Building a community requires tearing down silos

March 16th, 2020

Habitat for Humanity of Spartanburg loves building. Building homes. Building stronger families and neighborhoods. Building a more connected and supportive community.

To do all that requires focus and cooperation. And while we believe deeply in our mission and have scores of success stories that underscore the impact of our unique model, we believe just as deeply that helping individual families is a team sport. That’s why we are proud to be partners with a number of local organizations and nonprofits that are working to build a stronger, more prosperous community for everyone. From the Northside Development Group to the United Way of the Piedmont, we try to complement other organizations whenever and wherever possible.

Support Habitat's Mission

Working with partners for Opportunity Housing

The United Way of the Piedmont has been working toward an ambitious goal of moving 2,000 local families on the path to financial stability in 2,000 days. Launched in 2016, this groundbreaking, collaborative initiative surpassed its goal of 2,000 in less than 900 days.

Access to affordable housing is a critical component of the effort. The Financial Stability Task Force’s Opportunity Housing work group is focused on identifying and implementing “a set of strategies that will collectively contribute to increasing opportunities for, knowledge of, and access to housing for people at/below 120 percent of area median income in the City and County of Spartanburg.” Those strategies include increasing the number of quality, affordable housing units, and creating a Housing Trust Fund.

Though the term “Opportunity Housing” may be new to some, the concept dovetails perfectly with Habitat for Humanity’s mission. The term refers to “the ability of all residents to live in quality homes and thriving neighborhoods with access to jobs, good schools, healthy food options, medical centers, and transportation.” Households spending more than 30 percent of their income on housing costs are considered cost burdened.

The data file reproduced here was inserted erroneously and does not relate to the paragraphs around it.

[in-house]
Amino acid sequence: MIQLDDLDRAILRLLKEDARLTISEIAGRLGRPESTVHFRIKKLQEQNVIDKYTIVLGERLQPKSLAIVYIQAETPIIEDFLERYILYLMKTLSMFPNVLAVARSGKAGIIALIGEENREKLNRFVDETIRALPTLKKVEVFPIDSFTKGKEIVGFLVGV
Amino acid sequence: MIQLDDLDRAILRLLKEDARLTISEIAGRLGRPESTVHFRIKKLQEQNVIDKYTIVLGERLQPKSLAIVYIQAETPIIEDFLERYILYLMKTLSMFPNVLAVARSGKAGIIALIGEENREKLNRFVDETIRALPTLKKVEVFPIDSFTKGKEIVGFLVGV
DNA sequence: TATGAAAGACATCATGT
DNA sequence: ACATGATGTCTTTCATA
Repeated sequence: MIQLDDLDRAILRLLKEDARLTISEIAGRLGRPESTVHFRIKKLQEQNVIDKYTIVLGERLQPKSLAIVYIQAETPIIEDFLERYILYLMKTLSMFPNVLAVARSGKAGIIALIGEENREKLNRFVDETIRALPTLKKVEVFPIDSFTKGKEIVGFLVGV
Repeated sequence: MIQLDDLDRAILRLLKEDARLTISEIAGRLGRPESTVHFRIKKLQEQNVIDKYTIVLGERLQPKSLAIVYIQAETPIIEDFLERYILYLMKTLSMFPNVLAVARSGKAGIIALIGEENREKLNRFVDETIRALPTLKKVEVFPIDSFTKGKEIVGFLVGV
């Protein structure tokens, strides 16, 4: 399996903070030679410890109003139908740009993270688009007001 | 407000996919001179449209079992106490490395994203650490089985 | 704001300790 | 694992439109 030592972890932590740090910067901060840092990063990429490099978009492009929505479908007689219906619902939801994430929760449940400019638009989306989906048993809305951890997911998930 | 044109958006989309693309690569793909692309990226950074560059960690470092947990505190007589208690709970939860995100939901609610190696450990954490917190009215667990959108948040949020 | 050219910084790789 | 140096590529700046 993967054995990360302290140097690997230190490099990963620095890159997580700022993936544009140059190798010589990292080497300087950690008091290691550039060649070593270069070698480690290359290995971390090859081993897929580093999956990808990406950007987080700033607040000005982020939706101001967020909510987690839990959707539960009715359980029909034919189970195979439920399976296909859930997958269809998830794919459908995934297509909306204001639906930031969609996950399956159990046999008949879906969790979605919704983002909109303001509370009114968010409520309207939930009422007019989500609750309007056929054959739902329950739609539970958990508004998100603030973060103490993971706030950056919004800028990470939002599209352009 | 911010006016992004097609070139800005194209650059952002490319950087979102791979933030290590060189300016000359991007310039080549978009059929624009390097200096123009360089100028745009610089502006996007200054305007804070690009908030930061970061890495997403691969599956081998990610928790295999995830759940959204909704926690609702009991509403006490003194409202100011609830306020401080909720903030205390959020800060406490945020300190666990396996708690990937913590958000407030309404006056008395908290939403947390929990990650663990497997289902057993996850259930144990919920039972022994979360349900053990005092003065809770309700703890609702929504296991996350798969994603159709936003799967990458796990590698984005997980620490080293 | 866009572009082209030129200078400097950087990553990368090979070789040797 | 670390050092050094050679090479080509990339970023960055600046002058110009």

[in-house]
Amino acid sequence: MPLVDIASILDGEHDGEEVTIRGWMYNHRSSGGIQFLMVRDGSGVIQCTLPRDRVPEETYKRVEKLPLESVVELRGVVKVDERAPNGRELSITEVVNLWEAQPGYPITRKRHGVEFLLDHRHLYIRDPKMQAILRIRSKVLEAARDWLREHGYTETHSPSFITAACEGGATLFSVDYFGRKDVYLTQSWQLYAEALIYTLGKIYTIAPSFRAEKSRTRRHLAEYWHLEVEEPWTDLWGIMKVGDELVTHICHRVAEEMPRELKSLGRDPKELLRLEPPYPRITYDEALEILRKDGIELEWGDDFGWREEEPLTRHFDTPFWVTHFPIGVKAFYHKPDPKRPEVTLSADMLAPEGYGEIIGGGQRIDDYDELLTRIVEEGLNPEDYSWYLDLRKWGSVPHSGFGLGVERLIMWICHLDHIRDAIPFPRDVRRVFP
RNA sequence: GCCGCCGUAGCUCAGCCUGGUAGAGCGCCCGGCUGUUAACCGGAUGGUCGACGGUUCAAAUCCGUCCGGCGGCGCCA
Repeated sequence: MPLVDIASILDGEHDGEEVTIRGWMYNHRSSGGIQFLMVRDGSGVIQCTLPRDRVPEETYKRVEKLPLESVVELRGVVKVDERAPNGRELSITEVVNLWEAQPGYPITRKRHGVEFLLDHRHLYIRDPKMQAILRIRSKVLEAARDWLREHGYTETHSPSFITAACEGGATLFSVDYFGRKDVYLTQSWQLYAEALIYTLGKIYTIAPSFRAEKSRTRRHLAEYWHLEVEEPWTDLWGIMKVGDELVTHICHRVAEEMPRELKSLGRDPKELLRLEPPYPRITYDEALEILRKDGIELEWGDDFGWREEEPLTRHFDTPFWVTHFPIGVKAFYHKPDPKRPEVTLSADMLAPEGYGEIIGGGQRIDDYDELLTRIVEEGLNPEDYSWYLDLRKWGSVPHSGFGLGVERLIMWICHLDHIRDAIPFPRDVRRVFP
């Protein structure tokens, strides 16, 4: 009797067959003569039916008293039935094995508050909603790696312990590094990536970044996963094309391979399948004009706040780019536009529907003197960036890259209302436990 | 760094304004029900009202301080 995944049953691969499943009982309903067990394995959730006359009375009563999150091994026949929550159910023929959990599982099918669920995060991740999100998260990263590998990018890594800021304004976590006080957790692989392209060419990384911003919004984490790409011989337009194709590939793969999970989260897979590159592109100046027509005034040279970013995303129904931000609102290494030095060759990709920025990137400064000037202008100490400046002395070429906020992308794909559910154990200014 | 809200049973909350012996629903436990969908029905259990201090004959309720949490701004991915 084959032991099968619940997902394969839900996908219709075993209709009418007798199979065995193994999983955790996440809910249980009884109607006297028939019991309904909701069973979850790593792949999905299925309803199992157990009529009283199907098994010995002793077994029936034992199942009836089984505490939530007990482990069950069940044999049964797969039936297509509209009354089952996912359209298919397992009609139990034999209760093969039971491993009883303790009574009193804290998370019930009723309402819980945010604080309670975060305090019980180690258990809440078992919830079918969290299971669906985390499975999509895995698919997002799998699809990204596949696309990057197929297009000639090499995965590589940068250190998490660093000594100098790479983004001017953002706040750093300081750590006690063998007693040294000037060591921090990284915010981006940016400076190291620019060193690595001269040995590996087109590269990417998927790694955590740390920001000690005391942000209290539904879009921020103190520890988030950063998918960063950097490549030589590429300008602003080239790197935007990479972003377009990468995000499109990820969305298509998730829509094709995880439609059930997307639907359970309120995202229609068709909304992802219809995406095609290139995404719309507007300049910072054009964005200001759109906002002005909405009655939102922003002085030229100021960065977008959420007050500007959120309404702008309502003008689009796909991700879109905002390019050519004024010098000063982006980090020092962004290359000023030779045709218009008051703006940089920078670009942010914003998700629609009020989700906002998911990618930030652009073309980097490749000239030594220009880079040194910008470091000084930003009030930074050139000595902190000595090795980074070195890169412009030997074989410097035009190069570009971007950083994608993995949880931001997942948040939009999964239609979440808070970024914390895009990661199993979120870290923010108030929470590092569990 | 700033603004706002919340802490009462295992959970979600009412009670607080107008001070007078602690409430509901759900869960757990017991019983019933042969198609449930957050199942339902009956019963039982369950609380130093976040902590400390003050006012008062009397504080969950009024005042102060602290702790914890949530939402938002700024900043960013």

To be sure, ensuring there are enough units that meet the definition of opportunity housing and also fall under the 30 percent income threshold for every low-income family in our community is a tremendous challenge. Making significant progress will require local government, the business community, private philanthropists, churches, as well as local foundations and nonprofits to collaborate, combine resources and pool their collective expertise.

Tackle big goals with productive partnerships

This collaboration doesn’t happen naturally or easily. That’s one of the reasons addressing generational poverty is so difficult: while no one organization or entity has the resources or bandwidth to tackle the range of issues that keep people mired in poverty, getting everyone in the same room and on the same page requires intentional effort. It requires patience and building trust.

We don’t have all of this figured out in Spartanburg. But some of the most rewarding work we do at Habitat for Humanity involves supporting and complementing these larger community-wide initiatives. We are extremely grateful for the leadership our friends at United Way of the Piedmont have provided in building a more financially stable community, one family at a time.

We will continue to do our part by providing resources that increase access to affordable “opportunity housing” in Spartanburg. We invite and encourage you to join us in this impactful work. If you’re looking for a way to make an impact, use our contact form, volunteer to work on a Habitat home, or consider making a financial contribution today. You will be directly helping a local family improve their financial stability.

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